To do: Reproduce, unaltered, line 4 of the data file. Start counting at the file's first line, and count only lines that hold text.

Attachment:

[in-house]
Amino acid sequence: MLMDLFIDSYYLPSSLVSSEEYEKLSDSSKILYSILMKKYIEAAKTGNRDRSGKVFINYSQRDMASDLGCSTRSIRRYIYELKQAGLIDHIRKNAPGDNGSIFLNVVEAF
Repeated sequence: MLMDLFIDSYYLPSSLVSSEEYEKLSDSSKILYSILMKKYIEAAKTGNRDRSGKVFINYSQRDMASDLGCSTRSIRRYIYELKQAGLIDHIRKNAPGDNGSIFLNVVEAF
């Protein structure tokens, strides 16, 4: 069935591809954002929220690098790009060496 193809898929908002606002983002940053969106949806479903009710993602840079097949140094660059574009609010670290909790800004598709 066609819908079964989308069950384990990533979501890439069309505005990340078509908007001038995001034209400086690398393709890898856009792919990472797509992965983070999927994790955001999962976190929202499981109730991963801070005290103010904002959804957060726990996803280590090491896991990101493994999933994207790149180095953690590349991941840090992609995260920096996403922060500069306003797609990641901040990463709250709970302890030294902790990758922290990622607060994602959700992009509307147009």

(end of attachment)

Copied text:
């Protein structure tokens, strides 16, 4: 069935591809954002929220690098790009060496 193809898929908002606002983002940053969106949806479903009710993602840079097949140094660059574009609010670290909790800004598709 066609819908079964989308069950384990990533979501890439069309505005990340078509908007001038995001034209400086690398393709890898856009792919990472797509992965983070999927994790955001999962976190929202499981109730991963801070005290103010904002959804957060726990996803280590090491896991990101493994999933994207790149180095953690590349991941840090992609995260920096996403922060500069306003797609990641901040990463709250709970302890030294902790990758922290990622607060994602959700992009509307147009």